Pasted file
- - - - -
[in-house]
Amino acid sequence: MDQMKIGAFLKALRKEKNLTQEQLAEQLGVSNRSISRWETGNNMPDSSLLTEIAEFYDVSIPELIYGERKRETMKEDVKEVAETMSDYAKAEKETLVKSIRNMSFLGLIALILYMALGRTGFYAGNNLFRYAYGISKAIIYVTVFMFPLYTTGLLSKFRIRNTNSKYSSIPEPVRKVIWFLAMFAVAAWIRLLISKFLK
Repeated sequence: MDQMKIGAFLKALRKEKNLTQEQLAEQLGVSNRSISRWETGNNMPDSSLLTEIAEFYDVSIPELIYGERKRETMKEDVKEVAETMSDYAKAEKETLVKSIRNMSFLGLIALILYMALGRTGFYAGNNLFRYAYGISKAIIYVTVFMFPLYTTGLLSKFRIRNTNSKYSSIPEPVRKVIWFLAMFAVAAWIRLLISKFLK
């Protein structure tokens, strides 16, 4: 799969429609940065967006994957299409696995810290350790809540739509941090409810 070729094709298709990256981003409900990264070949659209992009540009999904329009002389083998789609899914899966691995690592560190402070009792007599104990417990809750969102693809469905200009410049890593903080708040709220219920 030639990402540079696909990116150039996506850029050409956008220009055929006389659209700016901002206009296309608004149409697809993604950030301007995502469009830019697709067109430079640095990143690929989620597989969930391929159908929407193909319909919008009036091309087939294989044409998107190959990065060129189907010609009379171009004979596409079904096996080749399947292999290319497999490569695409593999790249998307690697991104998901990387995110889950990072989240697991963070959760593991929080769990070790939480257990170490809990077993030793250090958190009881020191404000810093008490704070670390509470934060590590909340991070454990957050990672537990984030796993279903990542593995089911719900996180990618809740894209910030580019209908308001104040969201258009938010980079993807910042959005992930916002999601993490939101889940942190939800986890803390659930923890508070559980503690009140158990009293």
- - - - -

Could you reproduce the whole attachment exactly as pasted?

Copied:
[in-house]
Amino acid sequence: MDQMKIGAFLKALRKEKNLTQEQLAEQLGVSNRSISRWETGNNMPDSSLLTEIAEFYDVSIPELIYGERKRETMKEDVKEVAETMSDYAKAEKETLVKSIRNMSFLGLIALILYMALGRTGFYAGNNLFRYAYGISKAIIYVTVFMFPLYTTGLLSKFRIRNTNSKYSSIPEPVRKVIWFLAMFAVAAWIRLLISKFLK
Repeated sequence: MDQMKIGAFLKALRKEKNLTQEQLAEQLGVSNRSISRWETGNNMPDSSLLTEIAEFYDVSIPELIYGERKRETMKEDVKEVAETMSDYAKAEKETLVKSIRNMSFLGLIALILYMALGRTGFYAGNNLFRYAYGISKAIIYVTVFMFPLYTTGLLSKFRIRNTNSKYSSIPEPVRKVIWFLAMFAVAAWIRLLISKFLK
């Protein structure tokens, strides 16, 4: 799969429609940065967006994957299409696995810290350790809540739509941090409810 070729094709298709990256981003409900990264070949659209992009540009999904329009002389083998789609899914899966691995690592560190402070009792007599104990417990809750969102693809469905200009410049890593903080708040709220219920 030639990402540079696909990116150039996506850029050409956008220009055929006389659209700016901002206009296309608004149409697809993604950030301007995502469009830019697709067109430079640095990143690929989620597989969930391929159908929407193909319909919008009036091309087939294989044409998107190959990065060129189907010609009379171009004979596409079904096996080749399947292999290319497999490569695409593999790249998307690697991104998901990387995110889950990072989240697991963070959760593991929080769990070790939480257990170490809990077993030793250090958190009881020191404000810093008490704070670390509470934060590590909340991070454990957050990672537990984030796993279903990542593995089911719900996180990618809740894209910030580019209908308001104040969201258009938010980079993807910042959005992930916002999601993490939101889940942190939800986890803390659930923890508070559980503690009140158990009293």